Teaching in Australia

I loved my time in Australia, I spent a year working as a Primary School Casual Relief Teacher in Melbourne, Victoria. I worked in Special Schools and Autism Specific Schools. The application process and experience will differ from state to state in Australia, I can write about my experience in Melbourne, Victoria and some tips and links for anyone planning on going there. Hopefully it is helpful to anyone considering going to Australia to teach.

I have divided the post into these titles to hopefully make it easier to navigate:

Before You Go, School Calendar, Registering in Melbourne, Documents, Securing a Job Before You Go, Working as a Casual Relief Teacher or Education Support Staff, Day to Day, Car vs Public Transport, Useful Links

Before You Go

No matter which state you are planning on going to, make sure you register or start the registration process before you leave. The process can be quite long and there can be a lot of back and forth no matter how thorough you are. Each state has a different teaching council and different registration system for teachers. It would be beneficial to know which state you plan on teaching in before hand as it costs about AU$300 to register. If you are unsure about which state you will end up in, you could always register in more than one to cover yourself as the process could take up to 6 months. If you are registered as a teacher in two states, some have an agreement where there would be a waiver of fees which would be worth looking into. New South Wales and Victoria have an agreement, link below:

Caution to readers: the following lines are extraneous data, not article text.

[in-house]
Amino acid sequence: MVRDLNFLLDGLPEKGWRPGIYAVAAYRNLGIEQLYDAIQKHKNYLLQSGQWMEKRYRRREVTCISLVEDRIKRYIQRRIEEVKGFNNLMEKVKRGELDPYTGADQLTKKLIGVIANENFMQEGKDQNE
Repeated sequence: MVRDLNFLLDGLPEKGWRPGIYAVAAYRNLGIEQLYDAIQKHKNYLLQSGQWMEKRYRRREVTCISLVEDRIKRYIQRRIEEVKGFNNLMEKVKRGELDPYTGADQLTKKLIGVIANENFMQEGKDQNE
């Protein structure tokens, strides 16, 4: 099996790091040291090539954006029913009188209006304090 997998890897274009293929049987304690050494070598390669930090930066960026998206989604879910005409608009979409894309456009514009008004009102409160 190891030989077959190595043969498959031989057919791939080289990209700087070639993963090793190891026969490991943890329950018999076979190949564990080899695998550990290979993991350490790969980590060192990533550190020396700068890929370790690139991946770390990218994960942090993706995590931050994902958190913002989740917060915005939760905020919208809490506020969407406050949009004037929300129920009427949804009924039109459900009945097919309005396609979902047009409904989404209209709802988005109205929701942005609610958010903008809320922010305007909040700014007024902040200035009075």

For anyone who is unsure of which states the big cities are in:

Melbourne – state of Victoria

Sydney – state of New South Wales

Brisbane – state of Queensland

Perth – Western Australia

School Calendar

It is helpful to know the breakdown of the school year before you go. Their school year starts at the end of January/start of February and runs until around the 20th December, they have a little over a month off in December/January as their summer holidays. Throughout the year, there are 3 x fortnight breaks; one around Easter time, one in July and one around October time.